Aphasia Association Queensland branch spokesman Peter Stuart said the event aimed to draw attention to the thousands of Australians who are unable to speak as a result of a stroke, Parkinson’s disease, Multiple Sclerosis and brain injuries.

“Aphasia is a devastating communication/speech disability that affects about 80,000 Australians, yet less than five per cent of the population know what aphasia is and how it affects people,” Mr Stuart said....next....

NextUp.com Text to Speech Software

TextAloud and NextUp Talker are modestly priced software titles offering real voice-communication alternatives to high-priced gadgets and devices costing thousands of dollars (and more)

Clemmons, NC (PRWEB) September 23, 2009 -- With health care coverage a hot-button issue in recent weeks, one topic that continues to make headlines is the fact that health insurers are repeatedly willing to cover devices and options that cost patients thousands of dollars, yet those same insurers will not cover the modestly priced, everyday alternative gadgets that are proving far more useful to those battling illnesses or other afflictions day to day. The issue is a familiar one for the software creators at NextUp Technologies (http://www.Nextup.com), which specializes in Text to Speech software for PC users everywhere. The company's top two software titles NextUp Talker and TextAloud are bestsellers in part because they have been adopted and championed by those with illnesses or disabilities, and because they are not only affordable solutions (both titles are priced at under $100), they simply work better than machines or devices that often cost hundreds or thousands of dollars....Next......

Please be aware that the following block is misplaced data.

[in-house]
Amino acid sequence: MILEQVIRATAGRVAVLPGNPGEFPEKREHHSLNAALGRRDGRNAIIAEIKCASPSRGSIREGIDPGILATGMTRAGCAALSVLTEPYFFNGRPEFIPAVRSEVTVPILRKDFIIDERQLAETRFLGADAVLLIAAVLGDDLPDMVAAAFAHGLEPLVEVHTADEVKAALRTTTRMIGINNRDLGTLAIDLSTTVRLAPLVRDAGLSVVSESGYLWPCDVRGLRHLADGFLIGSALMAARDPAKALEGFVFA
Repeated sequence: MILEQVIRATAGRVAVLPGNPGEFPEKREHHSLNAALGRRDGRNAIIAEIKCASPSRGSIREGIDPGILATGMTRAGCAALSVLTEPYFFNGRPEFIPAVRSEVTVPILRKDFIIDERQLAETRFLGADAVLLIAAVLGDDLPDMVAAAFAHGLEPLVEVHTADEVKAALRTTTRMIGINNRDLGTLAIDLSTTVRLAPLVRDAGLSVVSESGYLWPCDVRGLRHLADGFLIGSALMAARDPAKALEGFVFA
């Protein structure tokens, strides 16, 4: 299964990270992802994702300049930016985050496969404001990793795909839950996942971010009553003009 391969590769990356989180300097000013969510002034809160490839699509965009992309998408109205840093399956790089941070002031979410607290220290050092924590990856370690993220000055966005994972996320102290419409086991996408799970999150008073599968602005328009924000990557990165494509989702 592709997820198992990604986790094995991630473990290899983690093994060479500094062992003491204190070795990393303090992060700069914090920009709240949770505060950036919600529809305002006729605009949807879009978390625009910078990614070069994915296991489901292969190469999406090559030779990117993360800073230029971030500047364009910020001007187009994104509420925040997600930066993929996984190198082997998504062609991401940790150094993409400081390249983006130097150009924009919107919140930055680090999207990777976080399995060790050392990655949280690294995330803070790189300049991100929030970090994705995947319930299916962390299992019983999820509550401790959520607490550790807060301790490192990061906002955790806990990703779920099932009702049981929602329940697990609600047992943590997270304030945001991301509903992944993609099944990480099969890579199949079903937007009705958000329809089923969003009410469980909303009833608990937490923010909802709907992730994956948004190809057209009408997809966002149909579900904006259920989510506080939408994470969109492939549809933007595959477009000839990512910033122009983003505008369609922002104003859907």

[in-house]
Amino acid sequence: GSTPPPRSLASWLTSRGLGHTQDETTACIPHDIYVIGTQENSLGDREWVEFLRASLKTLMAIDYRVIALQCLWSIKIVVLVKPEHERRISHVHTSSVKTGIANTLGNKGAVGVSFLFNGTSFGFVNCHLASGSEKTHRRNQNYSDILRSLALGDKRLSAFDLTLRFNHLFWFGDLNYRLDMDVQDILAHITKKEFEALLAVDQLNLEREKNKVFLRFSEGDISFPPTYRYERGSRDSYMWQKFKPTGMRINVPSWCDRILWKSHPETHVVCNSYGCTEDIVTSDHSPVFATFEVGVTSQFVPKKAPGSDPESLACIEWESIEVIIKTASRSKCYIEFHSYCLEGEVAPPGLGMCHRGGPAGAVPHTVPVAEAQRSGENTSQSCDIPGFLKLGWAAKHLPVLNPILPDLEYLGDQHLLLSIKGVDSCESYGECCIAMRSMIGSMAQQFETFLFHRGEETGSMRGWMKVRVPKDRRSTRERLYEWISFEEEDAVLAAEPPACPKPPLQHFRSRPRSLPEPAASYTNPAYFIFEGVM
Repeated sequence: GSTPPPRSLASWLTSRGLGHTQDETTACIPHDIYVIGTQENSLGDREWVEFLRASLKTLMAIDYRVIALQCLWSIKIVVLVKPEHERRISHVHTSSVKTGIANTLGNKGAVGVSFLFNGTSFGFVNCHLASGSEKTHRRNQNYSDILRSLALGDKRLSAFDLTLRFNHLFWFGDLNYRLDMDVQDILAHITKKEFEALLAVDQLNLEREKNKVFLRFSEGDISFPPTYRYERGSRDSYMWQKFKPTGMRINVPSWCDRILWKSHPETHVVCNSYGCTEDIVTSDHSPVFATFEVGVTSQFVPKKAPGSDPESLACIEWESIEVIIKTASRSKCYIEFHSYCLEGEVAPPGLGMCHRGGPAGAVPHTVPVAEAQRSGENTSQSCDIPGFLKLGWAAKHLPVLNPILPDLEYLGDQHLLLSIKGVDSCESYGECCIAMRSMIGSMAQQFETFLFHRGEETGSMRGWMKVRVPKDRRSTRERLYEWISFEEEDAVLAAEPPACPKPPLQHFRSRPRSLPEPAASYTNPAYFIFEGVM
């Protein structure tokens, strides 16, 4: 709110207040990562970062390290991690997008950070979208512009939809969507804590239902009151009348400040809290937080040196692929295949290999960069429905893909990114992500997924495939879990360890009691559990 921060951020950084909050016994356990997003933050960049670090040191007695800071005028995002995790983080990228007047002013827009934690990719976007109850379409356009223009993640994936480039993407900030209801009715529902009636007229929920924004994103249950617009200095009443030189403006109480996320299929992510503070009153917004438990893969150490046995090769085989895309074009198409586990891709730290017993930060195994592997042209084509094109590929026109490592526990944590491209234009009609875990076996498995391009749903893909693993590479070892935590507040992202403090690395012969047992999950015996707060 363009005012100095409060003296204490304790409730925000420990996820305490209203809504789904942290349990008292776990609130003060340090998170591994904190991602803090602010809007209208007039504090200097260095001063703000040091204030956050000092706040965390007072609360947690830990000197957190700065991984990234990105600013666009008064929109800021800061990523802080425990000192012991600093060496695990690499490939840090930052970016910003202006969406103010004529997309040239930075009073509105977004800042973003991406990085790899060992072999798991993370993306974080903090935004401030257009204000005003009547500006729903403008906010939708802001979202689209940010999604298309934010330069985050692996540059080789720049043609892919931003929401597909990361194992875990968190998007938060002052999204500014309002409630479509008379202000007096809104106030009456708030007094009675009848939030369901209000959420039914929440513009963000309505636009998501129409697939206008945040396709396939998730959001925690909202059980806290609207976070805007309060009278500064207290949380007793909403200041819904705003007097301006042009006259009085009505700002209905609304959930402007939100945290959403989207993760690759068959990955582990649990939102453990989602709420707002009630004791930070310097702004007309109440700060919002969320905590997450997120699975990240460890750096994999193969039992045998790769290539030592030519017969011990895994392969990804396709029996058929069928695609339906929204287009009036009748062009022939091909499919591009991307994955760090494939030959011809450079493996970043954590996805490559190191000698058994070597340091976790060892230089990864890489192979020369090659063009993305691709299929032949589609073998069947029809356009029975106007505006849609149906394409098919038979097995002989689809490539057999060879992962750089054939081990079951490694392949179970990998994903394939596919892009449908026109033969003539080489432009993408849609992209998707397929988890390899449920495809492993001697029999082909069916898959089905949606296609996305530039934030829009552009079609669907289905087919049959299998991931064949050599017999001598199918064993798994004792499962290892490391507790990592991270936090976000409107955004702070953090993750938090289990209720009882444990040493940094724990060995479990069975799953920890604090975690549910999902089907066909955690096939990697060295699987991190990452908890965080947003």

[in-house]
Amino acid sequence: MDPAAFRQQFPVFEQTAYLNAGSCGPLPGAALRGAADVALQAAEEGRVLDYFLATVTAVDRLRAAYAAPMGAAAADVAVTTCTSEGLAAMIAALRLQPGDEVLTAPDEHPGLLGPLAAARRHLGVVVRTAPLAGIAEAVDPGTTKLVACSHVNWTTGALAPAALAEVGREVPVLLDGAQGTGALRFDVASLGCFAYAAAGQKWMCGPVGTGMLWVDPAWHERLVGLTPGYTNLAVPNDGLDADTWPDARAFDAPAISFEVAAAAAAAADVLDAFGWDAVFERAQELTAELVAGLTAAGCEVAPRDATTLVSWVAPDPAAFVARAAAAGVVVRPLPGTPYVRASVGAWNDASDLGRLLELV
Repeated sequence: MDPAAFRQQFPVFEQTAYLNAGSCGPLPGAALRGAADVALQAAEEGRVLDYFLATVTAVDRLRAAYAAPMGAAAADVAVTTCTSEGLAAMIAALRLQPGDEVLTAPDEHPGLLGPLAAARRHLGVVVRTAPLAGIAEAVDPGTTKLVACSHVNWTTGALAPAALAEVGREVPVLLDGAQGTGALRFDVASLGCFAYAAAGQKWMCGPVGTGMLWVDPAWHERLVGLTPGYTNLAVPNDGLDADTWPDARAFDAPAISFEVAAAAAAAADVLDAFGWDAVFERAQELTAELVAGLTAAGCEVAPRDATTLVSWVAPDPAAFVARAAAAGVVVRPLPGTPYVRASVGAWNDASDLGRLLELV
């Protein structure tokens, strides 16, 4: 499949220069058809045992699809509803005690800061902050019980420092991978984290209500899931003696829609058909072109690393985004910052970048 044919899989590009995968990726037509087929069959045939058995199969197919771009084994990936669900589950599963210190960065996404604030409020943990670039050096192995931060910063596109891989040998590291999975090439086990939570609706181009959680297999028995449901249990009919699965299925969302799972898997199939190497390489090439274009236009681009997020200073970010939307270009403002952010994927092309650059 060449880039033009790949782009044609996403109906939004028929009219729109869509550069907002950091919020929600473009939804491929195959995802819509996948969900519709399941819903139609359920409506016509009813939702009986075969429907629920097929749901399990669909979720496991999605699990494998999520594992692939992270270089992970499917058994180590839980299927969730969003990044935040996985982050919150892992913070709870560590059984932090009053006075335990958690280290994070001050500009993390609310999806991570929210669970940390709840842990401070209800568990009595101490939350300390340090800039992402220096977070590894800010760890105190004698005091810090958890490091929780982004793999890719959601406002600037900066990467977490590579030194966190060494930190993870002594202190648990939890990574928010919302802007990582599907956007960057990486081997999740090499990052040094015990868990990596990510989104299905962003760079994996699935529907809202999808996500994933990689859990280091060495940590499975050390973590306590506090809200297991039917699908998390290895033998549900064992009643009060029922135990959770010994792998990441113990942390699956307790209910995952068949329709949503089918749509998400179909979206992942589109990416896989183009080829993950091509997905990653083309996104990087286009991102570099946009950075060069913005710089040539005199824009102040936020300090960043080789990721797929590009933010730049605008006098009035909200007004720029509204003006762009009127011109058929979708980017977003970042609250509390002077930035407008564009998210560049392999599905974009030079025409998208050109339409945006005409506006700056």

SIDCUP: Queen Mary's Hospital thanks teenage CSV volunteers

A HOSPITAL has thanked more than 150 teenagers who volunteered for work over the summer.

The teens helped patients and staff at Queen Mary’s Hospital during the holidays in a scheme run by volunteering charity Community Service Volunteers...next...

Wednesday, September 23, 2009

Accessibility Changes Lives

  • Accessibility Changes Lives

Apple's universal access symbolThis is the first post in a series about assistive technology. I want to show you why accessibility, adaptive technology, assistive technology, and other disability-friendly practices matter. Really matter.

Accessibility changes lives.

I don’t mean “changes lives” like buying a new house might change your life … accessibility changes lives so completely it’s almost impossible to imagine if you haven’t been there.

I am completely bedridden with my disability; I can’t sit up enough to use a wheelchair, so I spend 24 hours a day lying in a hospital bed set up in my living room. I can’t hold up a book or magazine long enough to read. I can’t open the curtains during the day because my eyes are too sensitive to light. I can’t paint or draw because I don’t have the stamina and strength. I can’t listen to music for more than 5 minutes or so, because of the sensory overload. Pretty much all that I can do is passive activities: listen to talk radio and audio book CDs, watch a little TV, talk to people on the phone.